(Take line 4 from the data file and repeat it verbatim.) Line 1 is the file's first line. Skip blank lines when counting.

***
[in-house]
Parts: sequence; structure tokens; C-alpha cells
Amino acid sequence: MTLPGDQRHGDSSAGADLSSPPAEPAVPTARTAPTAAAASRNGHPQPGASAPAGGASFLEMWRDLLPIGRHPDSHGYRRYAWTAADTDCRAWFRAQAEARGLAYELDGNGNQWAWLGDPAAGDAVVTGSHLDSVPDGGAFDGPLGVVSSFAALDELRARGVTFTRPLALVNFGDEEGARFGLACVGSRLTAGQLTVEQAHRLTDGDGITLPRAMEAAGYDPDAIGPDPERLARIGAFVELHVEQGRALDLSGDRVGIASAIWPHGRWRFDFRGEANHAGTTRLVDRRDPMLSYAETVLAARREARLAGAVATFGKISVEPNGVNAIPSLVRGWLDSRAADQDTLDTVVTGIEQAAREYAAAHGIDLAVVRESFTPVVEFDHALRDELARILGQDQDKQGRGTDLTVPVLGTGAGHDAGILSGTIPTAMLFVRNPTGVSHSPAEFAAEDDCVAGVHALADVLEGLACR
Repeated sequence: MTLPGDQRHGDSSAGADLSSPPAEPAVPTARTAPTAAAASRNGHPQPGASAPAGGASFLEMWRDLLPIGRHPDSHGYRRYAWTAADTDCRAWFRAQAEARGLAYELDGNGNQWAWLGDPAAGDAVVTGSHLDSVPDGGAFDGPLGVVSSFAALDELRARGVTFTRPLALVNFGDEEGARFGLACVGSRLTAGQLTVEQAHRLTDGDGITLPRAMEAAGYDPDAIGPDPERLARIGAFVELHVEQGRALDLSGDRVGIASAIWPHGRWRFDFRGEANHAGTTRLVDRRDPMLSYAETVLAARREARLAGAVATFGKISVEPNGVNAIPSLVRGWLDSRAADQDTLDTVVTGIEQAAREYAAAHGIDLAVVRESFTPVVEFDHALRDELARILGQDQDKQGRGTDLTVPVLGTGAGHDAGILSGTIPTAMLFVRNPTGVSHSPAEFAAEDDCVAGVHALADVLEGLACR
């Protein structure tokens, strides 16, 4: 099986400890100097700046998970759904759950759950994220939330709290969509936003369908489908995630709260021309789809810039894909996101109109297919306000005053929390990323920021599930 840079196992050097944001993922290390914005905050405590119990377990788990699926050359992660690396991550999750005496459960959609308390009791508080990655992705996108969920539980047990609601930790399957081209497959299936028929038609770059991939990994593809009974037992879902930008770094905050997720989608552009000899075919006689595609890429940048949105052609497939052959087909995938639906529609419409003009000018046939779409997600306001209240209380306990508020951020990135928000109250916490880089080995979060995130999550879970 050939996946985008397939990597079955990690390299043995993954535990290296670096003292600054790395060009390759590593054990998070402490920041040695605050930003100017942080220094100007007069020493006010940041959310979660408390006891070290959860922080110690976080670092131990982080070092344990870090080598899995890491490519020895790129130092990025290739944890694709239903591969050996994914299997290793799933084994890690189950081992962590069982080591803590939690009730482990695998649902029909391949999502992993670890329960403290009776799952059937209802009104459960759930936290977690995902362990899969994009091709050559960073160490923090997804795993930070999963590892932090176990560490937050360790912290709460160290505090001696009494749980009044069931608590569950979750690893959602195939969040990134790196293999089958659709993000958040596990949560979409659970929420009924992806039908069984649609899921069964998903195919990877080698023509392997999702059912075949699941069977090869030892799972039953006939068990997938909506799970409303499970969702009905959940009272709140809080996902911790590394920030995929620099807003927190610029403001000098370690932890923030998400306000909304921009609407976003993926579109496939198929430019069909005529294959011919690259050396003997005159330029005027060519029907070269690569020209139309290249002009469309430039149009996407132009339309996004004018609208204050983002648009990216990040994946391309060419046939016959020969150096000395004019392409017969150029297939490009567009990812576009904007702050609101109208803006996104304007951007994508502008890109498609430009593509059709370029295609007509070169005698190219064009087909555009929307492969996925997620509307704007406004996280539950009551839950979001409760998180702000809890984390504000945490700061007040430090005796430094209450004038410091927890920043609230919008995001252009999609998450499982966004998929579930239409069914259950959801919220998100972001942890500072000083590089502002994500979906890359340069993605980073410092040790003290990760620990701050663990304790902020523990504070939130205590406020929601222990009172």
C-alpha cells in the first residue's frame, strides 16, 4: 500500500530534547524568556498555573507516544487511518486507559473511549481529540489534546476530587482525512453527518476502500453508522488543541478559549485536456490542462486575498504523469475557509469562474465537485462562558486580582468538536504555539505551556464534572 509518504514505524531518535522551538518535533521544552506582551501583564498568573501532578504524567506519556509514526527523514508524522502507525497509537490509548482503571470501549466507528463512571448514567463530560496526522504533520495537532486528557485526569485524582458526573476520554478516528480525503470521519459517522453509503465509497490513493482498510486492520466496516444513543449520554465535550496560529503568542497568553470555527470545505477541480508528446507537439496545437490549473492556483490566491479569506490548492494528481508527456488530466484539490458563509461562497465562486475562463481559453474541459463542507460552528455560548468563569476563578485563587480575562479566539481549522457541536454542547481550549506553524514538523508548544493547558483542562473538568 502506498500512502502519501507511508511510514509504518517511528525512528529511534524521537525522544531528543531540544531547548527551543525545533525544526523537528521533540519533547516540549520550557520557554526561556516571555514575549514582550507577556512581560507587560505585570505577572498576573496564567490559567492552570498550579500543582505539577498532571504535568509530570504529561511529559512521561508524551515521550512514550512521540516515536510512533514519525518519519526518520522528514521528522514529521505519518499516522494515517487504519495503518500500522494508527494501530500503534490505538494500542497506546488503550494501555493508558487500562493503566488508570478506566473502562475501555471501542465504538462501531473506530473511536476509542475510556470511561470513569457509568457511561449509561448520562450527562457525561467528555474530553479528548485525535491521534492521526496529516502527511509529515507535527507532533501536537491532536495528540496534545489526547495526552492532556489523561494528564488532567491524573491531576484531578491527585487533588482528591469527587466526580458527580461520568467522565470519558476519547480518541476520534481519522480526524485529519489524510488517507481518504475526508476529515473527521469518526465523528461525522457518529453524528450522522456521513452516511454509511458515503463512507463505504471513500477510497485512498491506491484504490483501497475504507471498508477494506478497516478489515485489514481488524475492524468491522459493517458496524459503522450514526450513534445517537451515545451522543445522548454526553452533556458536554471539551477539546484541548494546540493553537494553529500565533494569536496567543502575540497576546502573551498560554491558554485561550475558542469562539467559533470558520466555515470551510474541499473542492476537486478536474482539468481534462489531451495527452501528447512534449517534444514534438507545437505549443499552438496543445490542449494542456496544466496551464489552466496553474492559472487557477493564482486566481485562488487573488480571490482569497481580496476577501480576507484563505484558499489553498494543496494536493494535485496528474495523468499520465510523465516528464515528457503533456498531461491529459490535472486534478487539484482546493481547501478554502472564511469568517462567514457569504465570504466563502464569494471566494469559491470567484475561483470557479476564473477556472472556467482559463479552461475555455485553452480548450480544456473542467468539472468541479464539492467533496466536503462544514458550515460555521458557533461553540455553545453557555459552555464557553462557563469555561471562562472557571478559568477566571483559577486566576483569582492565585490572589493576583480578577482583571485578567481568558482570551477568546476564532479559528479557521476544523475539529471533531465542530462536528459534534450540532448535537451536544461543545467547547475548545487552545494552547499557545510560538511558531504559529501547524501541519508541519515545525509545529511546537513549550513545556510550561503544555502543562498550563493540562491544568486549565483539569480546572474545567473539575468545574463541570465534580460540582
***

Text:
Repeated sequence: MTLPGDQRHGDSSAGADLSSPPAEPAVPTARTAPTAAAASRNGHPQPGASAPAGGASFLEMWRDLLPIGRHPDSHGYRRYAWTAADTDCRAWFRAQAEARGLAYELDGNGNQWAWLGDPAAGDAVVTGSHLDSVPDGGAFDGPLGVVSSFAALDELRARGVTFTRPLALVNFGDEEGARFGLACVGSRLTAGQLTVEQAHRLTDGDGITLPRAMEAAGYDPDAIGPDPERLARIGAFVELHVEQGRALDLSGDRVGIASAIWPHGRWRFDFRGEANHAGTTRLVDRRDPMLSYAETVLAARREARLAGAVATFGKISVEPNGVNAIPSLVRGWLDSRAADQDTLDTVVTGIEQAAREYAAAHGIDLAVVRESFTPVVEFDHALRDELARILGQDQDKQGRGTDLTVPVLGTGAGHDAGILSGTIPTAMLFVRNPTGVSHSPAEFAAEDDCVAGVHALADVLEGLACR